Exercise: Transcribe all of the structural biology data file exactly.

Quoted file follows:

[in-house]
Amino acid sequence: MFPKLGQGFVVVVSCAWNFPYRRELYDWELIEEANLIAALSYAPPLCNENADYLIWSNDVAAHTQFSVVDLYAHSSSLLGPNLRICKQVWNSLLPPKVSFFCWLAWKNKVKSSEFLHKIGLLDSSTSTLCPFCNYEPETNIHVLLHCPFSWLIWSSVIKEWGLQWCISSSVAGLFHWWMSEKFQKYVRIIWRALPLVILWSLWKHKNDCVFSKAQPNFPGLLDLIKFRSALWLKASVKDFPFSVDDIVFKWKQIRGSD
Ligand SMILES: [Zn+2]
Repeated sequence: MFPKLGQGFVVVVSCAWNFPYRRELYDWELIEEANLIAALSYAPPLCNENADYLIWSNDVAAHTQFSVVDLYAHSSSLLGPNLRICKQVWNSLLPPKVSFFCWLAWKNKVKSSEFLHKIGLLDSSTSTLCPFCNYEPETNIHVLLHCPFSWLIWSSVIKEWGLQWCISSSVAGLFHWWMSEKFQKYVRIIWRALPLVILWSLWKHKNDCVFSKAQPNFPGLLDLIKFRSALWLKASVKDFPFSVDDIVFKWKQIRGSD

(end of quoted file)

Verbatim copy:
[in-house]
Amino acid sequence: MFPKLGQGFVVVVSCAWNFPYRRELYDWELIEEANLIAALSYAPPLCNENADYLIWSNDVAAHTQFSVVDLYAHSSSLLGPNLRICKQVWNSLLPPKVSFFCWLAWKNKVKSSEFLHKIGLLDSSTSTLCPFCNYEPETNIHVLLHCPFSWLIWSSVIKEWGLQWCISSSVAGLFHWWMSEKFQKYVRIIWRALPLVILWSLWKHKNDCVFSKAQPNFPGLLDLIKFRSALWLKASVKDFPFSVDDIVFKWKQIRGSD
Ligand SMILES: [Zn+2]
Repeated sequence: MFPKLGQGFVVVVSCAWNFPYRRELYDWELIEEANLIAALSYAPPLCNENADYLIWSNDVAAHTQFSVVDLYAHSSSLLGPNLRICKQVWNSLLPPKVSFFCWLAWKNKVKSSEFLHKIGLLDSSTSTLCPFCNYEPETNIHVLLHCPFSWLIWSSVIKEWGLQWCISSSVAGLFHWWMSEKFQKYVRIIWRALPLVILWSLWKHKNDCVFSKAQPNFPGLLDLIKFRSALWLKASVKDFPFSVDDIVFKWKQIRGSD